Josephine was blessed because she was staying at a motel with which myself and my friend and Joy Junction Chief Administrative Officer Roseann Vona Page had made contact a few days prior. During a couple of afternoons we spent on Central we had invited the manager of this motel and many others up and down Central to call Joy Junction if they had clients who were unable to pay their bill. We also prayed with and encouraged some of the motel staff with whom we met, as well as listening to some of their frustrations. Oh and just a thought. If Jesus was walking the streets of earth today, I have more than a suspicion that He would be hanging out with those people who check into the motels on Central.
As a result of our visit to the motels, at least in Josephine's case there was no call for police service; a client is being safely housed and cared for while we search for a permanent solution for her. But let's not fool ourselves. Needy, frightened and broken people whose presence disturbs the pristine streets of Albuquerque have to go somewhere and while there may be a reduction in calls for police service some of those requests for help are ending up at Joy Junction.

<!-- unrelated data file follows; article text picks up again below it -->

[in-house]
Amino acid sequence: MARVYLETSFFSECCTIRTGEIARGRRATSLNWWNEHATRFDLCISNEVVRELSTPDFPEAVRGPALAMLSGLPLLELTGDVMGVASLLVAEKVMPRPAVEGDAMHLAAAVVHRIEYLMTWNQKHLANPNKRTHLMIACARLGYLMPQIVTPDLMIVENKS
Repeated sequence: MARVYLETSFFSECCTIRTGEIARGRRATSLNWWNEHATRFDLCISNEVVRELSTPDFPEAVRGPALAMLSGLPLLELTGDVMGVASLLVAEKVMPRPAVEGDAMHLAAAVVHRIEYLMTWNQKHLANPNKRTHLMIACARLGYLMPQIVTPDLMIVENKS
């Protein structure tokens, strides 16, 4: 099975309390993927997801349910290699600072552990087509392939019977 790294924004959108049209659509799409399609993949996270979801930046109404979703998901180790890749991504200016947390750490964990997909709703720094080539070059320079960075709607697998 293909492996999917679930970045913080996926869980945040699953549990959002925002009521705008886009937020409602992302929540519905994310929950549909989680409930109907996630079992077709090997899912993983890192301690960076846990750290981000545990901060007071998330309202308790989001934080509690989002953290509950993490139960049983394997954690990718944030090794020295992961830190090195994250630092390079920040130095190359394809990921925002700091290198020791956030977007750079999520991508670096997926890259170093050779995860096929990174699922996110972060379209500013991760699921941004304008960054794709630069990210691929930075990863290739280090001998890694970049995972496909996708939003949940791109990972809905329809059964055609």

In just over three years we've seen our typical number of guests skyrocket from about 150 people to as many as 300 residents each night. Effectively dealing with the issue involves more than closing up unsafe motels and discouraging responsible motel owners whose businesses are located in troubled areas from calling law enforcement.
The people who were living at these establishments have to be safely housed on a long term basis. And when Joy Junction and other community agencies are full, what then? The answer to that question needs to be pondered sooner rather than later. Our failure to do so could result in Josephine and others like her ending up dying on what could quickly become the not-so-pristine streets of the much longed for "City Immaculate."
© 2007 ASSIST News Service, used with permission.
Jeremy Reynalds is a freelance writer and the founder and director of Joy Junction, New Mexico's largest emergency homeless shelter. He has a master's degree in communication from the University of New Mexico, and a Ph.D. in intercultural education from Biola University in Los Angeles. His newest book is "Homeless in the City: A Call to Service." Additional details about "Homeless" are available at http://www.HomelessBook.com He lives in Albuquerque, New Mexico.
More columns by Jeremy Reynalds